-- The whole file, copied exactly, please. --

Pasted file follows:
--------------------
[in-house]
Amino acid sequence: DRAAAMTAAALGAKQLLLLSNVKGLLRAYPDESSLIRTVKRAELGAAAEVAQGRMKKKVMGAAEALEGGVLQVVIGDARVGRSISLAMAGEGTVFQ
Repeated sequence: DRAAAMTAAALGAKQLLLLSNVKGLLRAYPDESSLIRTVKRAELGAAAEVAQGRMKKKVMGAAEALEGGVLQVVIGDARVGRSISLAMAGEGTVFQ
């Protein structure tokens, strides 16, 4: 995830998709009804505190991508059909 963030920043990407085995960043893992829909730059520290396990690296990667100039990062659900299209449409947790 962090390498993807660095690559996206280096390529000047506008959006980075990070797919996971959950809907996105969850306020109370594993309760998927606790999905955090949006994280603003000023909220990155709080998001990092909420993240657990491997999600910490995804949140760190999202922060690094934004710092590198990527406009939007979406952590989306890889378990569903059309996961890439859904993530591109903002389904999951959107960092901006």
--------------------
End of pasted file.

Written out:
[in-house]
Amino acid sequence: DRAAAMTAAALGAKQLLLLSNVKGLLRAYPDESSLIRTVKRAELGAAAEVAQGRMKKKVMGAAEALEGGVLQVVIGDARVGRSISLAMAGEGTVFQ
Repeated sequence: DRAAAMTAAALGAKQLLLLSNVKGLLRAYPDESSLIRTVKRAELGAAAEVAQGRMKKKVMGAAEALEGGVLQVVIGDARVGRSISLAMAGEGTVFQ
């Protein structure tokens, strides 16, 4: 995830998709009804505190991508059909 963030920043990407085995960043893992829909730059520290396990690296990667100039990062659900299209449409947790 962090390498993807660095690559996206280096390529000047506008959006980075990070797919996971959950809907996105969850306020109370594993309760998927606790999905955090949006994280603003000023909220990155709080998001990092909420993240657990491997999600910490995804949140760190999202922060690094934004710092590198990527406009939007979406952590989306890889378990569903059309996961890439859904993530591109903002389904999951959107960092901006």